DIR location holding different versions of GeneWeb, or starting with a different set of
The set of gwd start parameters can also be provided through a file named
gwd.arg sitting in the
gw forder. Note that in this file, the parameter and its value are on two separate lines.
(server):~ > cat /home/geneweb-distribution/gw/gwd.arg -cgi -bd ~/bases -hd ./ -robot_xcl 19,60 -allowed_tags ./tags.txt (server):~ >
The distribution and bases folders
The remainder of the folder organisation follows the same structure as in the classical install, with one or more GeneWeb distribution, and the GeneWeb-Bases folder containing one or several genealogy bases.
Example folder organisations
The following folders organisation have been tested on several hosting services:
Verified with Ubuntu on 01/02/2022
Connecting style files
In a hosted CGI server environment, the style (
.js) files are sent to your browser by the HTTP server (Apache) rather that gwd. You therefore have to install at the web_root a link to the repository holding the style files.
The example below is taken from a OVH-VPS hosted server.
root@vps265730:/var/www/html# ls -al total 660 drwxr-xr-x 7 root root 4096 Sep 25 18:40 . drwxr-xr-x 12 root root 4096 Apr 16 2016 .. drwxr-xr-x 4 root root 4096 Nov 23 15:41 gw -> /root/GW/GeneWeb-7.00/gw -rw-r--r-- 1 root root 3514 Jun 23 13:19 index.html drwxr-xr-x 2 root root 4096 Apr 16 2016 private drwxr-xr-x 2 root root 4096 Apr 16 2016 public -rw-r--r-- 1 root root 27 Apr 28 2016 robot.txt root@vps265730:/var/www/html#
In order to instruct gwd to use this path, you must add in your
.gwf configuration file the following variable:
The use of links assumes that your Apache server is properly configured, allowing sim links (FollowSymLinks). Experience shows that such configuration is touchy and sometimes defeated by some service provider restrictions. In such cases, copying the requested files to the appropriate location may be an alternative.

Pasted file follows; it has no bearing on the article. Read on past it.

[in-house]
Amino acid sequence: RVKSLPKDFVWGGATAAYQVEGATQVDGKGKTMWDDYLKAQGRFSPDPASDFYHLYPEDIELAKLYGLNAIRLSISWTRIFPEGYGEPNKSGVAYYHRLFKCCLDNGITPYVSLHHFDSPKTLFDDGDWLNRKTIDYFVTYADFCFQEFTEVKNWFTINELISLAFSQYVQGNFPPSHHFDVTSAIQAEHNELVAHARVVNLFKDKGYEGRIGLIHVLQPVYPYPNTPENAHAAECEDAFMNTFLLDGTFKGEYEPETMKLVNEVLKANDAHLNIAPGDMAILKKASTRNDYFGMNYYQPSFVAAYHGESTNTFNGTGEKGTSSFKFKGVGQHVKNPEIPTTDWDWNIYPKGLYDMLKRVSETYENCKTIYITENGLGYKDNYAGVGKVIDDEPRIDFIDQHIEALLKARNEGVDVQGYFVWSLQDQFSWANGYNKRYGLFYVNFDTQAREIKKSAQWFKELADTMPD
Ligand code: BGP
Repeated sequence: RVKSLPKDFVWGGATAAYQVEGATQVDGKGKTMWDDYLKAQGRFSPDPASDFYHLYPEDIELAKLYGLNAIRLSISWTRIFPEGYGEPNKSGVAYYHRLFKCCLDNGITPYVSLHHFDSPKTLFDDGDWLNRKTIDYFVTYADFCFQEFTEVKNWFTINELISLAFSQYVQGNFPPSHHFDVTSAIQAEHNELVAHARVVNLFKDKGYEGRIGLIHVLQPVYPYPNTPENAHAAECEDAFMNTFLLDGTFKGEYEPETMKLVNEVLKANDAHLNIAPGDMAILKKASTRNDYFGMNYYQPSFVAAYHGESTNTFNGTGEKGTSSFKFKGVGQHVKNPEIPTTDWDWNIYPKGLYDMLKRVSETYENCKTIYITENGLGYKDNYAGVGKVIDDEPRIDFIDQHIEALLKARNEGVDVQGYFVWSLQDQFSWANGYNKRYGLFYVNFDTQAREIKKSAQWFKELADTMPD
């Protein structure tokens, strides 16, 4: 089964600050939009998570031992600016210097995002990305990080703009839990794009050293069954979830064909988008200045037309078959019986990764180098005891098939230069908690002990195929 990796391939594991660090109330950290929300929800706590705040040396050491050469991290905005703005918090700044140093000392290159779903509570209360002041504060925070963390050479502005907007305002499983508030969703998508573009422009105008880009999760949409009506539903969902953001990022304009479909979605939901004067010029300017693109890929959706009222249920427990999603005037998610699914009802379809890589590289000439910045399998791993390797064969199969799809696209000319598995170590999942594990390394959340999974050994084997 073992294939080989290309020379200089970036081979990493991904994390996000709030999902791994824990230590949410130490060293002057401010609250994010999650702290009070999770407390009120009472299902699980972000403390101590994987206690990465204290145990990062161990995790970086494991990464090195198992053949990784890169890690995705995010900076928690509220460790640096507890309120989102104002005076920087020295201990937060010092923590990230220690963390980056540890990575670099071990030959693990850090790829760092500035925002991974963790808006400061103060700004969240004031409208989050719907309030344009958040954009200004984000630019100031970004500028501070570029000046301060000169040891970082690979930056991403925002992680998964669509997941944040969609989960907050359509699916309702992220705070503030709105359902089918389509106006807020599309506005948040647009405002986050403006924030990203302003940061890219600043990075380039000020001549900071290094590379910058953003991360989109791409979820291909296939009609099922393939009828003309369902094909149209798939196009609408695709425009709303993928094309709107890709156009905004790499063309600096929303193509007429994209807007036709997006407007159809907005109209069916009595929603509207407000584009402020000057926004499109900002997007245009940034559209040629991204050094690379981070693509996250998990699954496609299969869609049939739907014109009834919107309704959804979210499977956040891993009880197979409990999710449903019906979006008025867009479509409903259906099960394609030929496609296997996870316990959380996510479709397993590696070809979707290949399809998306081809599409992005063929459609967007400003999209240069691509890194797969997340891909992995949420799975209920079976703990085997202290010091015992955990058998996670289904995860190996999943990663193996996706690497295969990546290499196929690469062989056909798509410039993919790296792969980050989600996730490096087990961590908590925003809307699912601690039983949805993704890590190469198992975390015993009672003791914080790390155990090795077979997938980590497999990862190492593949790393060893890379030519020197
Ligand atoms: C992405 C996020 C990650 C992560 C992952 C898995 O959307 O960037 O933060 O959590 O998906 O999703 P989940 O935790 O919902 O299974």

In the TuxFamily.org example above, links are not used. The value of
static_path is empty.
1&1 hosting, GeneWeb 5 and 6
(Kept here for historical reasons)
The following applies to 1&1 hosting, and may differ on other hostings. On this web site, we can easily switch between two versions of GeneWeb: 5.00 and 6.00.
Directories and files
- mybases: The bases directory, beside the CGI-root directory.
- root: The CGI-root directory.
- basesxg: An alternative bases directory.
- css: A copy of the gw/css directory. This directory is used by the Apache server.
- gw: The gw directory of the GeneWeb distribution.
- gwenv: The gw directory of the Geneweb-5 distribution.
- igw: The images directory for Geneweb-5.
- images: A directory with copies of
- pub: A directory where are readable copies of the CGI scripts (this website is a demo site).
- gw6.cgi: The CGI script which launches GenWeb-6.
- gw5.cgi: The CGI script which launches GenWeb-5.
- issue6.cgi: A test script which displays information about the environment of the server and checks size and md5sum for the gwd binary file.
- issue5.cgi: The same script, but for the GeneWeb-5 version
You need the “exec” permission on the files
gw/gwsetup, and files used by gwsetup (gw/gwc*, gw/gwu,gw/consang, gw/update_nldb). The
gwd.arg file is empty.
The databases folder